There, ladies and gerntlemen, is Mohammad Rafi for you. He created and then inhabited, all by himself, a whole world. The ability in him to transform himself into a voice suiting the moment, the sheer zeal to make men on the screen come level with him through his music was a quality that remains unmatched to this day. He lived in an era when giants —- Mukesh, Hemant Kumar, Kishore Kumar, Talat Mehmood, Manna De —- made their own, singular contributions to the world of song. And yet Rafi stayed ahead of them, for there was in him the extraordinary capability of singing songs that lifted the heart to deeper levels of tragedy, as in Kabhi Khud Pe Kabhi Halaat Pe Rona Aya, or to push it into deeper stages of pregnant passion, as in Ankhon Hi Ankhon Mein Ishara Ho Gaya / Baithe Baithe Jeene Ka Sahara Ho Gaya.

We could go on and on talking of Rafi and singing his songs. No one who understands the culture of this subcontinent can ignore the impact Rafi has had on our lives. He forced us to think of music as food we could not do without. He informed us, through the deep tenor of romance in his voice, that it was necessary to fall in love, to lose the women we thought we could take along with us on a journey to the ends of the universe. We lose, yes. All the love, all the poetry we compose dissipates into nothingness as night falls. Yet in the brightness of a gathering twilight we sing Chalo Dildar Chalo / Chand Ke Par Chalo.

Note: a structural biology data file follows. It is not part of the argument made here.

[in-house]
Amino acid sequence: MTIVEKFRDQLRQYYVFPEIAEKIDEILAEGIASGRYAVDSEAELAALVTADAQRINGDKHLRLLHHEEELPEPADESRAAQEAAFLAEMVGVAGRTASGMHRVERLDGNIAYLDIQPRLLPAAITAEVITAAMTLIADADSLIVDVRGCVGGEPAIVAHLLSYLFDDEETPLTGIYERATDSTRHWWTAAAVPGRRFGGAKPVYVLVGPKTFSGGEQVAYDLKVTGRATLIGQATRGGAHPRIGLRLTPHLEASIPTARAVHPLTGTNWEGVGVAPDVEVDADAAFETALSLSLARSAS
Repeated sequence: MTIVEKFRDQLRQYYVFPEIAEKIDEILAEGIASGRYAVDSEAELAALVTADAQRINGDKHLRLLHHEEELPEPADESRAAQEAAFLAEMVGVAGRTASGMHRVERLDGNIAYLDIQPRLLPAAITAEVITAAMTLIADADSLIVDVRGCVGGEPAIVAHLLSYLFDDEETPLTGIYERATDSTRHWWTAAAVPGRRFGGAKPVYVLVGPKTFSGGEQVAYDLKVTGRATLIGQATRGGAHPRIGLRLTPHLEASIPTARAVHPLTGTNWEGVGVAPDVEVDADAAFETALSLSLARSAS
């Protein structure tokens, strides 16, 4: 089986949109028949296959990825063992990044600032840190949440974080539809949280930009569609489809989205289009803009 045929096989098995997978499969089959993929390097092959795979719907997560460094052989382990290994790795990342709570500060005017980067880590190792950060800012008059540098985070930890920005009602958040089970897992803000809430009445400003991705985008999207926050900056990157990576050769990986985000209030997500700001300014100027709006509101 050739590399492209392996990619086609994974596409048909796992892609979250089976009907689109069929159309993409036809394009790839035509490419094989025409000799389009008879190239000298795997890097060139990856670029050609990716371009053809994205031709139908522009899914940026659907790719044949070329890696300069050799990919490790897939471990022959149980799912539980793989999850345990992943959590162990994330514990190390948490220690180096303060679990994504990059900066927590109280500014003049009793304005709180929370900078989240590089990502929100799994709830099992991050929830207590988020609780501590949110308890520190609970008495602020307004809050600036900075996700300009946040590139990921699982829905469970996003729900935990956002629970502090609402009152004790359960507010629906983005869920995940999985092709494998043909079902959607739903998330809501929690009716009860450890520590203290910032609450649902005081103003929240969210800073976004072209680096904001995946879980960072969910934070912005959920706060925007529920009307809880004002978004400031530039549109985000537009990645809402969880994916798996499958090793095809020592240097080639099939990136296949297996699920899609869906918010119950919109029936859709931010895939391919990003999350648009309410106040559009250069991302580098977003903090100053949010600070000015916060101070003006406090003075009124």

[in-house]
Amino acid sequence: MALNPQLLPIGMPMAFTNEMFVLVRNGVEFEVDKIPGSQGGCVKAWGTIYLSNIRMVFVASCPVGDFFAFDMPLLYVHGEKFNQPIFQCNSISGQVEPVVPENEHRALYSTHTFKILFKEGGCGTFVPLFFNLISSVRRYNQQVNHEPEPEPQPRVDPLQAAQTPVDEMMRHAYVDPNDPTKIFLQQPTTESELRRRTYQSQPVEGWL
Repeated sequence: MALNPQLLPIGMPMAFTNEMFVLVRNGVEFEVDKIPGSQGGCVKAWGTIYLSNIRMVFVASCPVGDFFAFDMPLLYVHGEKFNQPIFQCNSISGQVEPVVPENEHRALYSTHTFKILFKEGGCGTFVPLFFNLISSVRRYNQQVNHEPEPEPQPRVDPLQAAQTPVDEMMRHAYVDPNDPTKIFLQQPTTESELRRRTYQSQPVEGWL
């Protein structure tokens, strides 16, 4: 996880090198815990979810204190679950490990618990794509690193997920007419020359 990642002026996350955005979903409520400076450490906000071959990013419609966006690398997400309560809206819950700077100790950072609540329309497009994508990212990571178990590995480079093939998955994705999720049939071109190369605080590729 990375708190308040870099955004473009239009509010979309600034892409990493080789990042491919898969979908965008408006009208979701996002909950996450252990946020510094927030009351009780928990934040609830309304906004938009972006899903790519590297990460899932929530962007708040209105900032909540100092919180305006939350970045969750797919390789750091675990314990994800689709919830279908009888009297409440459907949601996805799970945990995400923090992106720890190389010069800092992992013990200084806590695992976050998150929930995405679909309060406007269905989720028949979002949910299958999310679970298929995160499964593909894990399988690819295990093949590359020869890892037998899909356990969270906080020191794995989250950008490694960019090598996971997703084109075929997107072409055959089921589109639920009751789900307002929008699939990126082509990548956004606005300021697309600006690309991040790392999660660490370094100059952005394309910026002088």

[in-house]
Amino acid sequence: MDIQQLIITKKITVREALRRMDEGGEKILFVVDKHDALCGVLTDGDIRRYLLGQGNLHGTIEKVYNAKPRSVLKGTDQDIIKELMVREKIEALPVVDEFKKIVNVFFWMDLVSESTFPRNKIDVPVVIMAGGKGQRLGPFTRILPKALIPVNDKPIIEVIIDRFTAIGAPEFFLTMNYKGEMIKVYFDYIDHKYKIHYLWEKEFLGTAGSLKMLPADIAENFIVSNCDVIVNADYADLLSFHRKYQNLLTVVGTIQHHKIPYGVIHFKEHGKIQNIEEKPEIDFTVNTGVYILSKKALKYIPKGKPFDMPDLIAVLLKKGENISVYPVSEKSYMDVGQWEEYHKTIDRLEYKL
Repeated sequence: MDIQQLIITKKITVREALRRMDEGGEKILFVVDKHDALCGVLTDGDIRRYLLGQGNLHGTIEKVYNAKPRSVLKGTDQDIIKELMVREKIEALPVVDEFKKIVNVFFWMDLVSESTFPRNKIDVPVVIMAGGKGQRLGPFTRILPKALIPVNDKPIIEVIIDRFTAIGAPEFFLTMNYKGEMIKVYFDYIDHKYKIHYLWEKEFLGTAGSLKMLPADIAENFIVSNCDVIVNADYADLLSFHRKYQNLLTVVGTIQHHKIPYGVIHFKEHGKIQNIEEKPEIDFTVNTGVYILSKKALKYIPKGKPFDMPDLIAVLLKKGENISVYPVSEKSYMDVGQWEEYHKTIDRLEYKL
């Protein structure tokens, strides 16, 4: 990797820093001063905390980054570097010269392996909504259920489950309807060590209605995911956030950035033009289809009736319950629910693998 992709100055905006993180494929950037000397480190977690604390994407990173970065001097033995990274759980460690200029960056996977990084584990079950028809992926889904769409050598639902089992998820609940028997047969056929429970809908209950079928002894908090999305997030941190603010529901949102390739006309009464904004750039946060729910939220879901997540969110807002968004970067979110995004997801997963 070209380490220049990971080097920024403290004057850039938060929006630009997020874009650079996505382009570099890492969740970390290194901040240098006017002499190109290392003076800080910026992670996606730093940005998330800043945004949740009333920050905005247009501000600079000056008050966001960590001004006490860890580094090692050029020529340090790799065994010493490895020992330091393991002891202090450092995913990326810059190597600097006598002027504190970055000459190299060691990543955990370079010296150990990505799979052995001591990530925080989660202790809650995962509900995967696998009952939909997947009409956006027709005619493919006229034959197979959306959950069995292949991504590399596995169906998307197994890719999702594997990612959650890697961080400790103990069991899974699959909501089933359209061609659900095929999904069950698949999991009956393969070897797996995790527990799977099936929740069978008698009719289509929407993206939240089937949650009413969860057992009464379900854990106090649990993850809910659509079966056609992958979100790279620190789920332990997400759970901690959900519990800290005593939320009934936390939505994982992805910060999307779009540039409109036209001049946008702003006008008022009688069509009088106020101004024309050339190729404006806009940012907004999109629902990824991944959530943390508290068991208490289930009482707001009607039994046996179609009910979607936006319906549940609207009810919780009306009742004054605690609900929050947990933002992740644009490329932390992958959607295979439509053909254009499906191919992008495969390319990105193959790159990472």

No journey could be more resonant with meaning than a timeless travel through the starry spaces of creation. And, of course, through the valley of music.

(Mohammad Rafi died on 31 July 1980)

Edited by Qwest - 16 years ago
Posted: 16 years ago
Great singer, yes excellent singer, Perhaps one of the best

Saint, dont think so Embarrassed
Posted: 15 years ago

July 31 will never be the same again for Mohd Rafi's innumerable fans the world over. For on this day in 1980, Rafi Saab as he was fondly called, left us for ever, succumbing to a massive heart attach at age 56. And Tu Kahin Aas Paas Hai Dost, from Aas Paas became the last recorded song of the legend.

The fateful day, as Rafi left the recording studio for his home one last time, he gently turned to Laxmikant-Pyarelal and said Main chaloon? Few moments later Rafi repeated To main chalta hoon. This surprised the composers, as Rafi had never bid them farewell in this manner before.